Cyber wargame hunts for hidden talent in Churchill's bunker

GCHQ sponsored security competition uses mega cyber-attack scenario to test out canditates.
Written by Steve Ranger, Global News Director

The Cabinet War Rooms sheltered Winston Churchill and his cabinet during the World War II Blitz. Last weekend, it found itself used in a battle against a 21st century invasion.

The bunker was the venue for this year's Cyber Security Challenge in which teams of amateur security analysts were pitted against a foe aiming to bring down the UK's financial system with a deluge of digital threats. The teams had to analyse the attacks, develop ways to mitigate them, and report to a fictional board of directors about what to do next.

The teams were confronted with a concerted attack featuring a combination of a denial of service, phishing and ransomware, which together rendered online banking platforms inaccessible and forced the cancellation of a high-profile stock market floatation.

After spreading beyond the City and hitting the transport, power and utilities sectors, the scenario culminated in a potentially life-threatening attack on a nuclear power plant — which thankfully the competitors managed to avert.

The aim of the 36-hour competition is to find hidden talent in people who might not necessarily consider a job in information security — a few years back the competition was won by a postman. The event is sponsored by tech companies, but also by the UK's National Crime Agency and the government surveillance agency GCHQ, and is set up using the organisation's experience of real world cyber-attacks.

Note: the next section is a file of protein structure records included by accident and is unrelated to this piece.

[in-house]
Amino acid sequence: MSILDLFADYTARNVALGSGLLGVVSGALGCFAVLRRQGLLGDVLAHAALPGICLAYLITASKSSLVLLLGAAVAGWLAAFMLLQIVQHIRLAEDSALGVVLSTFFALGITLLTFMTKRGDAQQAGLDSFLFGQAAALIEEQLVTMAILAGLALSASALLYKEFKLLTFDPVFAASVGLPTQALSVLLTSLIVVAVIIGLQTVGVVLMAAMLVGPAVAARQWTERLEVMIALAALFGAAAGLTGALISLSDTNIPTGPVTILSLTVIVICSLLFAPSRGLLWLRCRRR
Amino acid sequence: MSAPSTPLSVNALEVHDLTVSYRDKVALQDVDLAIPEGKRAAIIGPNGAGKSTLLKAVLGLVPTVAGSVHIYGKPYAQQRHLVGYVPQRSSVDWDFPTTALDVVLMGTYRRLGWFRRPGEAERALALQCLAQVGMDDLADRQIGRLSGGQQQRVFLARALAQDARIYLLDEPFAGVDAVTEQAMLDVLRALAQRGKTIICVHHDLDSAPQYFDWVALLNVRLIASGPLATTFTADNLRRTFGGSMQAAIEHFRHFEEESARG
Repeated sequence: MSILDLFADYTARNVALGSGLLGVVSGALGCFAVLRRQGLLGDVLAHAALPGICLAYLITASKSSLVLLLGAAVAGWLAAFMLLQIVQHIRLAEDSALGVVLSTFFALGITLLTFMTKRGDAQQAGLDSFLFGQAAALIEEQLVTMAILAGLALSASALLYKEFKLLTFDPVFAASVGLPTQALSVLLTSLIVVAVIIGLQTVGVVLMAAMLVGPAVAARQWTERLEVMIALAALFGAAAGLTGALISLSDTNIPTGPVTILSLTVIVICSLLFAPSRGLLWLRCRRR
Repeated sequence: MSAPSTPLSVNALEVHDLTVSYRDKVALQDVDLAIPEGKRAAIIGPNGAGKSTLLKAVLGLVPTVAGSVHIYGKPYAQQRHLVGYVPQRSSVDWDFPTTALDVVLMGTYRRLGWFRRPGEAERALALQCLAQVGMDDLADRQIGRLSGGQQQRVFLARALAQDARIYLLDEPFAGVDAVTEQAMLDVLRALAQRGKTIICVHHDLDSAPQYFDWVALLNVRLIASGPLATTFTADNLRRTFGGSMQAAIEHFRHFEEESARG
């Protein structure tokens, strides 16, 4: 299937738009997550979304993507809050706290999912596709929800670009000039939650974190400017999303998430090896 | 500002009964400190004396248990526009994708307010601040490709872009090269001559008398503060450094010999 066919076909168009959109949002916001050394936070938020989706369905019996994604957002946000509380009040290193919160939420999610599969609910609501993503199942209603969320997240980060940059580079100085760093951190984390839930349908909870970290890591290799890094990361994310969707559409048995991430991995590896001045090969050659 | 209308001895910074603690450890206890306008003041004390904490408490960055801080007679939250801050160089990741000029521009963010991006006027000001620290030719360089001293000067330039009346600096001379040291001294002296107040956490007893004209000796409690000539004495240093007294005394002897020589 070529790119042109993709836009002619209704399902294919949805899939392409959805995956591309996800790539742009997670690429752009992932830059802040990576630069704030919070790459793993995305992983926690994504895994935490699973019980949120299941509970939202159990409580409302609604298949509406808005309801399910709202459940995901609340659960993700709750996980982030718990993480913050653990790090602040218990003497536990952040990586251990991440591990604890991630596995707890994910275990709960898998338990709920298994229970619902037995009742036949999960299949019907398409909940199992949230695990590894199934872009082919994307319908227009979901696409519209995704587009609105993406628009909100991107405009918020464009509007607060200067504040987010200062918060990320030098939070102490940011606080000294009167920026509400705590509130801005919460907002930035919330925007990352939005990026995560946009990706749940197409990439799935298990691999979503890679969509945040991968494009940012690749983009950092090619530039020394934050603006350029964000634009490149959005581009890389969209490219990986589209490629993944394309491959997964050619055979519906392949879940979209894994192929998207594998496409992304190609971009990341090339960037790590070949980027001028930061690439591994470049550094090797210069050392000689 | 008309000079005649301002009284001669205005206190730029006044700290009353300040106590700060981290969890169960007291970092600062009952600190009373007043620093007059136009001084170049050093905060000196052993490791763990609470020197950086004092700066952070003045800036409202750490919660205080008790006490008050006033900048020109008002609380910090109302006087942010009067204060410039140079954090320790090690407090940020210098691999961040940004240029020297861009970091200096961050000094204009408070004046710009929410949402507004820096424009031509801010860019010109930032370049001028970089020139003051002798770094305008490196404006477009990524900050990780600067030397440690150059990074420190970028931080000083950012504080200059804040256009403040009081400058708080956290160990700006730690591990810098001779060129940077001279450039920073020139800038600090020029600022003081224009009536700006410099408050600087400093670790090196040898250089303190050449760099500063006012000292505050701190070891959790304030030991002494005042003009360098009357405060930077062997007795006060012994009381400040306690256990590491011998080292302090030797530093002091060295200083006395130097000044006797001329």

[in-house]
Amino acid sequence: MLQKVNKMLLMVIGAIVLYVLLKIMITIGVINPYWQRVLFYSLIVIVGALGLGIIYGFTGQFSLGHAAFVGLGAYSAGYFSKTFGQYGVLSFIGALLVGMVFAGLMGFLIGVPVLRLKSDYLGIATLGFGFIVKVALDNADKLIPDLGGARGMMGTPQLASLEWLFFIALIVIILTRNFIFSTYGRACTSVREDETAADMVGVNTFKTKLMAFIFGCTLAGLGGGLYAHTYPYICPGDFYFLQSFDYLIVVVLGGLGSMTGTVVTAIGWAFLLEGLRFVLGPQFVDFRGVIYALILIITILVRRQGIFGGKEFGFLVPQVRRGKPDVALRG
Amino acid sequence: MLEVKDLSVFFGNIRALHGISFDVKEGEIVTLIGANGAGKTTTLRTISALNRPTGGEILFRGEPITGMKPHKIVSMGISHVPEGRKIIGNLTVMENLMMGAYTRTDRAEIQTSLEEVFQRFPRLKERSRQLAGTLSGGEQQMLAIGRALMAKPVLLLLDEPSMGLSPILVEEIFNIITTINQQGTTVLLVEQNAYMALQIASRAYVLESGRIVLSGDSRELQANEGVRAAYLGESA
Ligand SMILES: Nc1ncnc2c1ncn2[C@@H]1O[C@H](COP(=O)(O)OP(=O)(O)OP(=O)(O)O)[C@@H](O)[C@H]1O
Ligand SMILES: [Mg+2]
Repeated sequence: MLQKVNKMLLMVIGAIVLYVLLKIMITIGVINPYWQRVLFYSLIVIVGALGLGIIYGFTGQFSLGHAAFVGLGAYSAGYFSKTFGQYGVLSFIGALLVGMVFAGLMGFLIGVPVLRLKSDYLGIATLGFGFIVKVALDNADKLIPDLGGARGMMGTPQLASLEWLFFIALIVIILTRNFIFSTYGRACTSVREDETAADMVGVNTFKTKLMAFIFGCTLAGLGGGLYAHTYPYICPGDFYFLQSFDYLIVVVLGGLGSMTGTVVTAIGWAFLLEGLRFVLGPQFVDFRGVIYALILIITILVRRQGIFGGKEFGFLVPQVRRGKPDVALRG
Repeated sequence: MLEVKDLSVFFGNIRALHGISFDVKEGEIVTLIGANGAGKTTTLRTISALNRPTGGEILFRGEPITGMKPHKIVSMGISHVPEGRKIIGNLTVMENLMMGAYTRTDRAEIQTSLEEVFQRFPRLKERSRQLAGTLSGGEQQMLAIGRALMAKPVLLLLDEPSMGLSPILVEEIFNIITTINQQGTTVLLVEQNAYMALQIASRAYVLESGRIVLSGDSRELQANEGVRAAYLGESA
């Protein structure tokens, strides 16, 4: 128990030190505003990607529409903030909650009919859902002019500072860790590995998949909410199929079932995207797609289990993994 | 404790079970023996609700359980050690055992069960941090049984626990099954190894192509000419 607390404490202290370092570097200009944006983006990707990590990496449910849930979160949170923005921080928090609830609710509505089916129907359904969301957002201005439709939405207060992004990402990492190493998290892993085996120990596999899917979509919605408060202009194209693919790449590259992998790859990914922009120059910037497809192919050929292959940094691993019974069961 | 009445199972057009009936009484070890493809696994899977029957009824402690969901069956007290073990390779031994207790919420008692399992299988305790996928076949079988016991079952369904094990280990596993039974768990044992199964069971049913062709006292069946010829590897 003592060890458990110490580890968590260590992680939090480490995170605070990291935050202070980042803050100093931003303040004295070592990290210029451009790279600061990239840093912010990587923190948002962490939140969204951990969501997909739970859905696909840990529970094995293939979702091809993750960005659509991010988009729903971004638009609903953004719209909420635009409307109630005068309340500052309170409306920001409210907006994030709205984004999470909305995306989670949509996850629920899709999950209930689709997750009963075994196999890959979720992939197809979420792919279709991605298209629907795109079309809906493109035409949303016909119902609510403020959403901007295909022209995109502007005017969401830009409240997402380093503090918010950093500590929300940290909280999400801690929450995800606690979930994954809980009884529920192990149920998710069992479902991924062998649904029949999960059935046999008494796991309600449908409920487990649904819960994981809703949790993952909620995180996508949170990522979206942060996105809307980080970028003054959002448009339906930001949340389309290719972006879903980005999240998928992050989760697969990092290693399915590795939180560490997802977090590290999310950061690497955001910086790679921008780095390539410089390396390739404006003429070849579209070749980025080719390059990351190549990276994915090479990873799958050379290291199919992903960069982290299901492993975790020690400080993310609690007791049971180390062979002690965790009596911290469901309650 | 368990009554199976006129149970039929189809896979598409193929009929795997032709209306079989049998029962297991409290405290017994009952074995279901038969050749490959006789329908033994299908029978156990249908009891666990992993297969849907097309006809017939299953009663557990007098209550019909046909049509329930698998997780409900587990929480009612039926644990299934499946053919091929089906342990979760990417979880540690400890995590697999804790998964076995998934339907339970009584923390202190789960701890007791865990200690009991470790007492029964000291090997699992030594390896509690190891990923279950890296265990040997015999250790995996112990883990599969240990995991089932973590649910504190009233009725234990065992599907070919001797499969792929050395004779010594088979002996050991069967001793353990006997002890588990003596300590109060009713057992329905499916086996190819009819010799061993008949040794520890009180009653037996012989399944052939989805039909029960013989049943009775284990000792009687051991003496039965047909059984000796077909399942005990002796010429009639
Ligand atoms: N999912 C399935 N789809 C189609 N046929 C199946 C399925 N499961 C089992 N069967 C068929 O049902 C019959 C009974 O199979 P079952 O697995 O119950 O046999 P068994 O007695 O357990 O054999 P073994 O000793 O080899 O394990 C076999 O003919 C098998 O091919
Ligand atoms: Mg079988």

'Toby' from GCHQ — participants from the agency don't give their real name due to the sensitive nature of their work — said events like this are useful for finding great candidates that might not shine at an interview.

Judy Baker, chair of Cyber Security Challenge UK, said the aim of the completion is to bridge the cyber-security skill gap which has emerged, but said more needs to be done to make IT security a priority for businesses. "Why isn't it a module in business studies?" she asked.

There were only two women in the 42 finalists in the year-long competition and, while Baker said this was "100 percent better than other years", the problem is far from solved.

She said that about one-third of contestants who get through to the face-to-face stage — somewhere between 100 and 200 each year — go on to get a job in cyber-security, but warned that the skills gap affects management skills as well as technical ones. "We definitely don't have enough people with the technical skills ... we've got to have the people people as well."

The competition was won by the youngest finalist Will Shackleton, a 19-year-old student at the University of Cambridge, who develops mobile apps in his spare time. He beat more than 3,000 entrants and 41 fellow finalists.

Shackleton has already bagged a summer internship at Facebook, but said success in the competition has lead him to consider a career in cyber-security.

"I'm convinced security is an area I want to pursue and I can't wait to take what I have learnt from the challenge into my university studies and summer internship, and eventually into a job where I can do this stuff for real."

Registrations for this next cyber security challenge are now open.

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